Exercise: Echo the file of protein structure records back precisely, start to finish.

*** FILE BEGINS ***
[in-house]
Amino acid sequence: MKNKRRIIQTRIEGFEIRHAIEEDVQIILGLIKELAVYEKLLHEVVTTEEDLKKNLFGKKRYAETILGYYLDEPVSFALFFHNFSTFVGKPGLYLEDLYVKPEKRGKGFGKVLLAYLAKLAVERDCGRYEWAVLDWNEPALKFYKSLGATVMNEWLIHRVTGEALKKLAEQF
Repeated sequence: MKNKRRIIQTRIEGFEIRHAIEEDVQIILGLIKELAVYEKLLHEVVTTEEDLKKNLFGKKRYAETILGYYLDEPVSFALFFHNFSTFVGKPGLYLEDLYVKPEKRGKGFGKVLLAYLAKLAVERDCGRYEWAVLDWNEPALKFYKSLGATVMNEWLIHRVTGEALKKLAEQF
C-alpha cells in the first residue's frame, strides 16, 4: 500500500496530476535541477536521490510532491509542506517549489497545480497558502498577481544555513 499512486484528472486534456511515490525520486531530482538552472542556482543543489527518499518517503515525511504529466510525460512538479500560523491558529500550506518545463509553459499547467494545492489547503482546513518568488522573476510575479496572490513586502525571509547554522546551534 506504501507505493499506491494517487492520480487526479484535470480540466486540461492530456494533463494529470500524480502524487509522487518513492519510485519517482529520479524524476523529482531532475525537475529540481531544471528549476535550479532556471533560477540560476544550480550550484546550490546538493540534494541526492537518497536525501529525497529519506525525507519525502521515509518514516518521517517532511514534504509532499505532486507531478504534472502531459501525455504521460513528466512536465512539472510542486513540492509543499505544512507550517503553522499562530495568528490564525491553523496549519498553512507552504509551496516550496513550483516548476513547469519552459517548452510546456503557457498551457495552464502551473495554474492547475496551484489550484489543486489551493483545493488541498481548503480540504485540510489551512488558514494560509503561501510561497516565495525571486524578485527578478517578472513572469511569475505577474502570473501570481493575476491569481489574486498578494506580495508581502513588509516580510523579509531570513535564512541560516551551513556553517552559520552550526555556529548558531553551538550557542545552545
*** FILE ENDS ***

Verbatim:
[in-house]
Amino acid sequence: MKNKRRIIQTRIEGFEIRHAIEEDVQIILGLIKELAVYEKLLHEVVTTEEDLKKNLFGKKRYAETILGYYLDEPVSFALFFHNFSTFVGKPGLYLEDLYVKPEKRGKGFGKVLLAYLAKLAVERDCGRYEWAVLDWNEPALKFYKSLGATVMNEWLIHRVTGEALKKLAEQF
Repeated sequence: MKNKRRIIQTRIEGFEIRHAIEEDVQIILGLIKELAVYEKLLHEVVTTEEDLKKNLFGKKRYAETILGYYLDEPVSFALFFHNFSTFVGKPGLYLEDLYVKPEKRGKGFGKVLLAYLAKLAVERDCGRYEWAVLDWNEPALKFYKSLGATVMNEWLIHRVTGEALKKLAEQF
C-alpha cells in the first residue's frame, strides 16, 4: 500500500496530476535541477536521490510532491509542506517549489497545480497558502498577481544555513 499512486484528472486534456511515490525520486531530482538552472542556482543543489527518499518517503515525511504529466510525460512538479500560523491558529500550506518545463509553459499547467494545492489547503482546513518568488522573476510575479496572490513586502525571509547554522546551534 506504501507505493499506491494517487492520480487526479484535470480540466486540461492530456494533463494529470500524480502524487509522487518513492519510485519517482529520479524524476523529482531532475525537475529540481531544471528549476535550479532556471533560477540560476544550480550550484546550490546538493540534494541526492537518497536525501529525497529519506525525507519525502521515509518514516518521517517532511514534504509532499505532486507531478504534472502531459501525455504521460513528466512536465512539472510542486513540492509543499505544512507550517503553522499562530495568528490564525491553523496549519498553512507552504509551496516550496513550483516548476513547469519552459517548452510546456503557457498551457495552464502551473495554474492547475496551484489550484489543486489551493483545493488541498481548503480540504485540510489551512488558514494560509503561501510561497516565495525571486524578485527578478517578472513572469511569475505577474502570473501570481493575476491569481489574486498578494506580495508581502513588509516580510523579509531570513535564512541560516551551513556553517552559520552550526555556529548558531553551538550557542545552545